I now spend one to two hours each day smiling at my toes. By the time I have gotten to Adangusthasana Padahastasana, my practice is its own reward. I discovered yoga last May; I still consider myself a very inflexible person even as I smile as my toes get closer and closer to my face. I credit yoga with keeping me sane, through a breakup, quitting a job after a client in a BTR attempted to kill me, and leaving the United States. I moved to Romania in August and there were times when I needed those minutes of yoga joy, when I stretched farther than I thought possible and held a posture, finally breathing properly and pushing my diaphragm up on the exhale. Measured breath when I took rest at the end of practice made me feel like I was bringing the tides into my body, connecting to something far beyond myself when I felt isolated in a foreign culture. (At least it did after I took down the two clocks on opposing walls that clicked off alternating seconds. That had me almost twitching, my heartbeat trying to echo the ‘snick’ that grew so loud when I had quieted my thoughts that it felt like it was yelling at me.)
Moscow is a pleasant change from Bucharest; this is a city that has proven itself and although censorship is still very much a part of their lives, Muscovites definitely have their own opinions. Visitors reported seeing Russians eating ice cream on the street in the dead of wartime winter, and claimed that that was how they knew which side would win. Russians are proud of their country, their 1/6th of the world, and after decades of empty shelves they shop very enthusiastically. People on the street dress to the nines in all kinds of inclement weather and they find any excuse to dance after work, street musicians pulling in piles of Roubles coated to look like silver and gold while policewomen in stilettos survey the crowd.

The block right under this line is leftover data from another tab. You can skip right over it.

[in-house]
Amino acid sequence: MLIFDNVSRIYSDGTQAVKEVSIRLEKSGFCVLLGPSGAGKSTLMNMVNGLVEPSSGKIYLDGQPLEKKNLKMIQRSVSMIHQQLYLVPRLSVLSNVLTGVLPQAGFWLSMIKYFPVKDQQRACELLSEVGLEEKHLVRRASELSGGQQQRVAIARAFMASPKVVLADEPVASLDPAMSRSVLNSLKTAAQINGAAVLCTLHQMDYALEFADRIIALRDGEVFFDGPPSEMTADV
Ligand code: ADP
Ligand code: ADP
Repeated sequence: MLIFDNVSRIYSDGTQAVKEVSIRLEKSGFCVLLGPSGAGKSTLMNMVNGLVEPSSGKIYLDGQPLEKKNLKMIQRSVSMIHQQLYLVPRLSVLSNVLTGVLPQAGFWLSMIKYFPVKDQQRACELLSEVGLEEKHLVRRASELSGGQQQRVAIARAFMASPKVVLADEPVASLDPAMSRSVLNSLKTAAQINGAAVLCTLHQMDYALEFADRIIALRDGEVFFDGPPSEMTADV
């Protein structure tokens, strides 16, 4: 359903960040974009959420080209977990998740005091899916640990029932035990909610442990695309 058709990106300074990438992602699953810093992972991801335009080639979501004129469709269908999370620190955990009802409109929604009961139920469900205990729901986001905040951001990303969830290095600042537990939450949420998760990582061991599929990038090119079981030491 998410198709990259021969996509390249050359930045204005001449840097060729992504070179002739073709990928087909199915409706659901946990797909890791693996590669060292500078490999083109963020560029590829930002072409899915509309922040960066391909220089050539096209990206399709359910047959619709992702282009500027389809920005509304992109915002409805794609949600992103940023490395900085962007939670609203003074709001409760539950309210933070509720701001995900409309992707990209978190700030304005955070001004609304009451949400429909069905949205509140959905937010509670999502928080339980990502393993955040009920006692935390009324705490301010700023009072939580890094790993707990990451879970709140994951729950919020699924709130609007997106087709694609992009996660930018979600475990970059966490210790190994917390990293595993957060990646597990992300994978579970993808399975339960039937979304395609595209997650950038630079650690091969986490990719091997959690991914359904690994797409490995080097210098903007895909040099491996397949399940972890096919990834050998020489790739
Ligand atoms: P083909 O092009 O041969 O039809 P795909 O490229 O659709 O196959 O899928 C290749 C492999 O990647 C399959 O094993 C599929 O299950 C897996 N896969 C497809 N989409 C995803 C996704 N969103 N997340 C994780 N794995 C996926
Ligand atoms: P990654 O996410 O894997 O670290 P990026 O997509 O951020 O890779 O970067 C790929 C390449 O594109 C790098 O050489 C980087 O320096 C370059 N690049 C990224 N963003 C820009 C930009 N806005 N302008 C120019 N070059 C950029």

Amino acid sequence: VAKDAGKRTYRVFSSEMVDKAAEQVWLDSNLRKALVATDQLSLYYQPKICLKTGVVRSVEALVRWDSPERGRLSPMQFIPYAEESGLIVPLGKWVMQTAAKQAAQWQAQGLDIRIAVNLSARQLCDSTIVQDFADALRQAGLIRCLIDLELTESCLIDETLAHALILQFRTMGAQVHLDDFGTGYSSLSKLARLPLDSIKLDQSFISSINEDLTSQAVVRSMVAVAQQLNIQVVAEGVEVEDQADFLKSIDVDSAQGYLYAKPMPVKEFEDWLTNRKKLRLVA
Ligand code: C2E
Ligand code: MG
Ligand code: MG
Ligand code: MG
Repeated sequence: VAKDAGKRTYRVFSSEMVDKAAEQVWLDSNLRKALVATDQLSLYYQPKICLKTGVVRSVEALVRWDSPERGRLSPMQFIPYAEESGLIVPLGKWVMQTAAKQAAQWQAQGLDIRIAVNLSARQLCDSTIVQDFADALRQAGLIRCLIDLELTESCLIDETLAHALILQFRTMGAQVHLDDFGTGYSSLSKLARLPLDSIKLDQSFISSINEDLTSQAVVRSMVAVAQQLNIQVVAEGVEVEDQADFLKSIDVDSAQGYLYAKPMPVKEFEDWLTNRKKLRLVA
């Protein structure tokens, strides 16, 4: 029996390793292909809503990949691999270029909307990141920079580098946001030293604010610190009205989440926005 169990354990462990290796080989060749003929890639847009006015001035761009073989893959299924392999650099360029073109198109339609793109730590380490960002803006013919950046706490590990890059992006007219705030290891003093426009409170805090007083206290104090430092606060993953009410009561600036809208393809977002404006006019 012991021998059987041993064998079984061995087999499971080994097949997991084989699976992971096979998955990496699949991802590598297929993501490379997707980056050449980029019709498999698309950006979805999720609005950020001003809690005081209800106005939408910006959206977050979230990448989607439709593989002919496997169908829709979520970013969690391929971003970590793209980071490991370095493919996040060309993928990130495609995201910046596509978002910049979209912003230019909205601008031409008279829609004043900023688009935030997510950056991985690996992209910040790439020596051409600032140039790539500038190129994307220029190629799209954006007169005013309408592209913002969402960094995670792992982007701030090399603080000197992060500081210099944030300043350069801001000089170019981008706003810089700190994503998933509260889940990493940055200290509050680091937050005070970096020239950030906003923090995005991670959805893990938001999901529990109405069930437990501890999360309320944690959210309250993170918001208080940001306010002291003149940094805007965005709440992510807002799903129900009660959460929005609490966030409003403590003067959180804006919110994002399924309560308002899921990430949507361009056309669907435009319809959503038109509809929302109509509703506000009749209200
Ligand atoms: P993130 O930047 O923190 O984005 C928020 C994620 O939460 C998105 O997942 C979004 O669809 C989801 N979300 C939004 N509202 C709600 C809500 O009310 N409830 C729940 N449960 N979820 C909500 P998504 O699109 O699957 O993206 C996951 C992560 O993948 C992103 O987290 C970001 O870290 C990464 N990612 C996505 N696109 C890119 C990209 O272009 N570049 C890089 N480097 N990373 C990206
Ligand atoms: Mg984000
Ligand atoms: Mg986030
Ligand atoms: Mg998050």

Babs is a lovely lady. But once a child of war, always a child of war. She grew up during a harsh time and although she now feeds the pigeons bread and sausage, she was not always so lucky. I try to remember this when my irritation climbs up my throat as I proceed through my warm up Asanas to the tune of her endlessly haranguing her granddaughter, something I am assured is a sacred tradition. I am lucky to be in Russia, lucky to experience being a part of this family, and lucky to have had amazing teachers who allowed me to bring yoga with me.
Happily, my sun salutes are not greeted by rain through the gauzy curtains this morning. The rain followed me from Romania and was happy to clean the candy colored streets of Russia; the bright bright adverts in their neon rainbow colors were reflected off the gazillion cobblestones and made everything look soft and fluffy despite the negative degree temperatures and driving rain. Today, however, looks bright. I will breathe in and breathe out, releasing this tension and opening my heart. Yoga is the gift I give to myself; as I nurture myself I find that I care more for the world around me. Today I will smile at the people in the streets and wordlessly ask them to smile back. Hopefully I won’t get arrested!